So the first thing they want to do is frighten you. They will tell you how bad the violation is, how much money it will cost you, how long it will take and so on. If you did nothing wrong or if the violation is so small that the fine is laughable, they might try to find something else, check your passport, visa, and registration. During this whole procedure they will continue to insist that they cannot take a fine from you right there on the spot. All of this is very routine and differs little from one officer to another.

The second thing they want to do is delay you. Not for very long, but for long enough to see if you'll just pay to get moving again.

Always be sure you have all the proper documents for your car and your right to drive with you. At a minimum you need the title for the vehicle (tek passport), proof of insurance, and a drivers license, preferably international. If you are driving a car with foreign numbers, you will need temporary import documents (vreminy vos). If you don't have all the right documents, you can still get by but it will cost you more and/or take longer.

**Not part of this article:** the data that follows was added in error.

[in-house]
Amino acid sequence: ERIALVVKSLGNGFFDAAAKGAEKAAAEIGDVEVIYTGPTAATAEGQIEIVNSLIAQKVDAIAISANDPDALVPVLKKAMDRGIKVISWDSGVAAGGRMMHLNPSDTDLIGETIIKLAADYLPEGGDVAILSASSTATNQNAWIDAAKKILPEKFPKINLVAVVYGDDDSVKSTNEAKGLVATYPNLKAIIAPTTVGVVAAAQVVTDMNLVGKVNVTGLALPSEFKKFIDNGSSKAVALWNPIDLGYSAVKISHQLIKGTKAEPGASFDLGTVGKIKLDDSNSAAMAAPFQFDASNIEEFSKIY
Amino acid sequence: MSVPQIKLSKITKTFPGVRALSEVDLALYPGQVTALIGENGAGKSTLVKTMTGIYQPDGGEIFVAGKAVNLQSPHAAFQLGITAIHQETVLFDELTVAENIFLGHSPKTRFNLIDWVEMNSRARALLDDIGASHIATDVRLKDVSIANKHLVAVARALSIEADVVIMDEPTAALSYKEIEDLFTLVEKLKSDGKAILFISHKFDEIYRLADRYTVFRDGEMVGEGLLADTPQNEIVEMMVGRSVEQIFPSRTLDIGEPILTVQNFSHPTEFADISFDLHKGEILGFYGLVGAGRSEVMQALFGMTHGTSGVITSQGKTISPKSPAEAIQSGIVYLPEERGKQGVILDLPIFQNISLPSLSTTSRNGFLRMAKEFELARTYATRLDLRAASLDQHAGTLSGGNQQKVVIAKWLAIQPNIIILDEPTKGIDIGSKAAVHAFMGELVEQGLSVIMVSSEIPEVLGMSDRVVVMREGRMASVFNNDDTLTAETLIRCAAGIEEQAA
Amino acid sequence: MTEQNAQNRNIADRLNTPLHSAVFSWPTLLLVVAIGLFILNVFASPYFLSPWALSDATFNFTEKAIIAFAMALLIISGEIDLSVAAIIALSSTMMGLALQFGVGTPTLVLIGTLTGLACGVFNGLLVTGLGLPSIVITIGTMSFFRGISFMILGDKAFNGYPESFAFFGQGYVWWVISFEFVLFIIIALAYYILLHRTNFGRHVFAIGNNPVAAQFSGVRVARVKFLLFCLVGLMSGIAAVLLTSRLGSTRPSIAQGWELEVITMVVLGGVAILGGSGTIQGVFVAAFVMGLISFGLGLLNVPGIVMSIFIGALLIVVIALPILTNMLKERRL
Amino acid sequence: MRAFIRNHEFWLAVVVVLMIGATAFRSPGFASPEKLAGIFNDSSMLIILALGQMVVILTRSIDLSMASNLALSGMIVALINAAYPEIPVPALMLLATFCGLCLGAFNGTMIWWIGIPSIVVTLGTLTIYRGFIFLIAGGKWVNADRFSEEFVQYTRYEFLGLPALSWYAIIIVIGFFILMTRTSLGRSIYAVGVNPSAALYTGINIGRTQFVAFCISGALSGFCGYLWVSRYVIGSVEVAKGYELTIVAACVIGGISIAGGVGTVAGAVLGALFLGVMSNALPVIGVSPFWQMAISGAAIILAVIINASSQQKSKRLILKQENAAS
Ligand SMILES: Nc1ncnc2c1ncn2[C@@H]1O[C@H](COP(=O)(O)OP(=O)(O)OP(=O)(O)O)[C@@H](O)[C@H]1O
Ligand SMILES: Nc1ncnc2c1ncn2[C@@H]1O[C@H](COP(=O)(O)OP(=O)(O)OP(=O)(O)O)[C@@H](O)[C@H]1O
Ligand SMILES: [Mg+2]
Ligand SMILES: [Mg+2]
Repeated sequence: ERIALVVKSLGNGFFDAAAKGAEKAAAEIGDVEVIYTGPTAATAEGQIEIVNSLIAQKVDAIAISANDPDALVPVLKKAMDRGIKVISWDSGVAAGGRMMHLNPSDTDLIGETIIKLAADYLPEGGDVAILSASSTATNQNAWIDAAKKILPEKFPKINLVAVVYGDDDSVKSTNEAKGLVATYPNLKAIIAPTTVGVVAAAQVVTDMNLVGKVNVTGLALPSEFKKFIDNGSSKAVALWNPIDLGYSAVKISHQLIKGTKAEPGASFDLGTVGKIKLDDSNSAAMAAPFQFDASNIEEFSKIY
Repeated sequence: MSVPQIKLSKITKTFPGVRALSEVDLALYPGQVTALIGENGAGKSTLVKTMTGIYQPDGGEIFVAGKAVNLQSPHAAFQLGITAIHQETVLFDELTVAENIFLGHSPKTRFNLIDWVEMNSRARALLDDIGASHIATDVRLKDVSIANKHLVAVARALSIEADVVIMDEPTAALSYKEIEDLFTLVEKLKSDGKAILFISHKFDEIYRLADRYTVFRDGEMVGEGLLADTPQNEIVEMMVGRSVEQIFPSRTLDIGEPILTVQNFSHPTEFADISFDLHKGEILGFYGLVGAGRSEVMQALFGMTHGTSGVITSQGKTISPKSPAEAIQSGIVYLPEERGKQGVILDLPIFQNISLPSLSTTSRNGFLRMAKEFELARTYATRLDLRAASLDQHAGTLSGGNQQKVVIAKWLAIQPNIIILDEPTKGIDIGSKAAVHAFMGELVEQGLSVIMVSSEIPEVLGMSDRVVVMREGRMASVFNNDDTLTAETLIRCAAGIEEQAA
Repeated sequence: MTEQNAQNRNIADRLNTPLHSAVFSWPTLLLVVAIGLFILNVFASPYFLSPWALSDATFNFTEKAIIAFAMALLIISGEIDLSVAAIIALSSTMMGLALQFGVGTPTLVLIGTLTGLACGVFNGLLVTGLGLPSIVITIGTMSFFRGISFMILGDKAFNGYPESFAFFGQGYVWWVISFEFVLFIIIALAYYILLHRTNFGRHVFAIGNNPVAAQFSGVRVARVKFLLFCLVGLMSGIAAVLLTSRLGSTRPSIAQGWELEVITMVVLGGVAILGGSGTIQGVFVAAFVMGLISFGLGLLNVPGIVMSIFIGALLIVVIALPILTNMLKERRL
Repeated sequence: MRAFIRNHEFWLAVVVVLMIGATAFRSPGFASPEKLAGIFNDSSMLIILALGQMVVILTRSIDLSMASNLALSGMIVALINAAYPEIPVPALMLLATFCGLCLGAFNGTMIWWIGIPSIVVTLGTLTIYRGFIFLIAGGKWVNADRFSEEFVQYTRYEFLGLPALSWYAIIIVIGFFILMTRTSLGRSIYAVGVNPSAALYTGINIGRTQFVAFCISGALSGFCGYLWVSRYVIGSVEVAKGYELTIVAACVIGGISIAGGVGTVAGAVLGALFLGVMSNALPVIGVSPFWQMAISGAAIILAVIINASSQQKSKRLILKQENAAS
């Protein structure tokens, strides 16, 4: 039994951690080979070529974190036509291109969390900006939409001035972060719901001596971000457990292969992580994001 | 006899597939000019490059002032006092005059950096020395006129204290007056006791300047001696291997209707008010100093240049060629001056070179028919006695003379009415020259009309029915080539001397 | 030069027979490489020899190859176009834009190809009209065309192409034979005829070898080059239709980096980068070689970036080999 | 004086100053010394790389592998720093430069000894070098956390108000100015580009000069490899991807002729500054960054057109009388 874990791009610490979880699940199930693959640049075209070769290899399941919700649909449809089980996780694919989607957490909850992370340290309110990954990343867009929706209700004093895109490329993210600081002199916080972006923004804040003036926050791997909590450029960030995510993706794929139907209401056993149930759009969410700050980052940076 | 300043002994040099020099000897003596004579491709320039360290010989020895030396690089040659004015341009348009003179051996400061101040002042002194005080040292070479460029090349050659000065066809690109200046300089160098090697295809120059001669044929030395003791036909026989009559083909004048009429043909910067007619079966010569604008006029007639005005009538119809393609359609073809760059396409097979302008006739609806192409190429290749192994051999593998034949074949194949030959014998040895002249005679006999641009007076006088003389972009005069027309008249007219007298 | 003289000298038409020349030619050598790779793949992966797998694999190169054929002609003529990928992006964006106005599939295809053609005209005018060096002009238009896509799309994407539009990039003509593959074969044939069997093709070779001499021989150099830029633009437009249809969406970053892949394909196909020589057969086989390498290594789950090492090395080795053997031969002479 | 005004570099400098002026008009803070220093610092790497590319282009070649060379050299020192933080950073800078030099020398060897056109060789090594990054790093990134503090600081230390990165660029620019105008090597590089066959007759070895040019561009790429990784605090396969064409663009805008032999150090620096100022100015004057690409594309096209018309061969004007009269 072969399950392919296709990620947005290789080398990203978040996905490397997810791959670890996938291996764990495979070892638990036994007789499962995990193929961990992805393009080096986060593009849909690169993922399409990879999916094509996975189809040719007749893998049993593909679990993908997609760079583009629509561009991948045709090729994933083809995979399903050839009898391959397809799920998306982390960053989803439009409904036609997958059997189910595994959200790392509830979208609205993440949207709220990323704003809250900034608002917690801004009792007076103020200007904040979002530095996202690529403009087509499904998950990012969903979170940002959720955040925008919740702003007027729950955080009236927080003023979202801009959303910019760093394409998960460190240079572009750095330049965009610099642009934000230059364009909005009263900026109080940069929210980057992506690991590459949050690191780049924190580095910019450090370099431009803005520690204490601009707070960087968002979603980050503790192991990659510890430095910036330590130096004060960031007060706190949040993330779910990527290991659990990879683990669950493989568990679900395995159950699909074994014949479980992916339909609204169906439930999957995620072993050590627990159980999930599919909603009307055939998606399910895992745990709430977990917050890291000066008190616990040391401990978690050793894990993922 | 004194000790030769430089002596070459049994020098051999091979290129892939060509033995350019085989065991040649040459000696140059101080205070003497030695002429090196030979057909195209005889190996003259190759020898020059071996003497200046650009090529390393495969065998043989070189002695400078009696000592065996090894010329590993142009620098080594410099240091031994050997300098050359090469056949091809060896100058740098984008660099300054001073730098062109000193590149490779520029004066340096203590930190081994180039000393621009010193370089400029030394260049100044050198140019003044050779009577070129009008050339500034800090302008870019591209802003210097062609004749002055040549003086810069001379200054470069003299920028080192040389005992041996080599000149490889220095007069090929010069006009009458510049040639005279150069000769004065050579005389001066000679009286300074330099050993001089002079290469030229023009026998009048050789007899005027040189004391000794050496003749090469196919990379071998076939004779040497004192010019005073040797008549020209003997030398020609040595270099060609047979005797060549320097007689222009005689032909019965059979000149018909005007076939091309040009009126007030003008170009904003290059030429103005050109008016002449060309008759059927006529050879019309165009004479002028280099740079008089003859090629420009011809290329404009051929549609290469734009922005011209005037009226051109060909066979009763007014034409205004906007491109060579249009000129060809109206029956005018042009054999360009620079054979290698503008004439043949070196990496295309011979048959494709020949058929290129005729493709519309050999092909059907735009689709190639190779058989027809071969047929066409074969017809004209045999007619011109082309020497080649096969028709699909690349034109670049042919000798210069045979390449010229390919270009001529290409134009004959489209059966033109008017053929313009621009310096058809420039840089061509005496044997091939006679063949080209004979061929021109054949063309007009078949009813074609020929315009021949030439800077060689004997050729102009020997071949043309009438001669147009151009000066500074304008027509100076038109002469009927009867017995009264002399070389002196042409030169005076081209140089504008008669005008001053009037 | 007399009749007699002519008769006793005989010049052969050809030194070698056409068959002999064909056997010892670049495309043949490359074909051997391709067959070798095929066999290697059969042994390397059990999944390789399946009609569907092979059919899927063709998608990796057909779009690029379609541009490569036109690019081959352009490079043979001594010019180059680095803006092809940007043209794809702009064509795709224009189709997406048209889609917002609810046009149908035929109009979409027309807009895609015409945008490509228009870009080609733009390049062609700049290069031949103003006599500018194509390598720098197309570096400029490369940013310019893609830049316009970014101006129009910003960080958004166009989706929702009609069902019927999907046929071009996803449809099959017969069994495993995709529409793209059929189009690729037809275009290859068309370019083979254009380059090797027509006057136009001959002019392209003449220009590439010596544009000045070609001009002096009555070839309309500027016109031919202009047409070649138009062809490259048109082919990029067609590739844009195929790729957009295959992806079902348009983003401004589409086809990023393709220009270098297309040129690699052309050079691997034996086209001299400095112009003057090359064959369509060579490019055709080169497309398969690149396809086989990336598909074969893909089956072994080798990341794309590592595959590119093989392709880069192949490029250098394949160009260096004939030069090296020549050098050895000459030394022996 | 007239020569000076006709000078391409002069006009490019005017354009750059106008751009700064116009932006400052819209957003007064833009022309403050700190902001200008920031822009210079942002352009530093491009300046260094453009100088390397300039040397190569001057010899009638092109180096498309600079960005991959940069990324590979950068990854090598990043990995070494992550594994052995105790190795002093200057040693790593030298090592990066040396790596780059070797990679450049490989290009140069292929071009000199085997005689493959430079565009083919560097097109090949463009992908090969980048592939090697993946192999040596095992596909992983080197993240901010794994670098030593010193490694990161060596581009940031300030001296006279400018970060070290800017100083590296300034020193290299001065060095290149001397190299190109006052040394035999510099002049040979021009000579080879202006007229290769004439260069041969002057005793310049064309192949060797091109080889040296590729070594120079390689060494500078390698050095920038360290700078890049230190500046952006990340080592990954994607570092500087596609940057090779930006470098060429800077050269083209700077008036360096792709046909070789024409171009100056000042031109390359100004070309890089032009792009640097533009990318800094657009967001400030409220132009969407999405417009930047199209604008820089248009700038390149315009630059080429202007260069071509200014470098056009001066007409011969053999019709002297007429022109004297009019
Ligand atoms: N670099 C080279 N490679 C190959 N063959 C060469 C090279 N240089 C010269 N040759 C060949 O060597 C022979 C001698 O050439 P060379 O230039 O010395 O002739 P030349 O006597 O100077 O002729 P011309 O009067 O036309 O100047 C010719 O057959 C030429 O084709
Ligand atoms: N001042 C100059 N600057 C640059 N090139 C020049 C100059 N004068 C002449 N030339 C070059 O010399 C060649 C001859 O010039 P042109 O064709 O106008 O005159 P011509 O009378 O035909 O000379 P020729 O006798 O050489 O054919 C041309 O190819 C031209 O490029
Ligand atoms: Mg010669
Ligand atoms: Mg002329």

I always travel with 200 rubles tucked inside my drivers license because I don't want to fumble with my money in front of them so they can salivate over the 1000 ruble notes. 200 is the minimum amount you need if you are just going to pay them off quickly.

If you are stopped, don't get out of the car unless they demand it. Just wait for them to come to you. This irritates them ever so slightly but it puts you in control. And if you've been drinking, it keeps you in a space where your breath cannot so easily be detected while you try to work out a quick and cheap payoff.

When they finally come up to the driver window, they will introduce themselves and ask for your documents. Give them the documents, one at a time, very calmly and deliberately, saving the drivers license for last. If all your documents are in order and this is a routine traffic stop, remove the 200 rubles before you give them the license. Most of the time, they just wave me off before they even get to the license because by then it's obvious to them even before they get to the last document that everything is in order.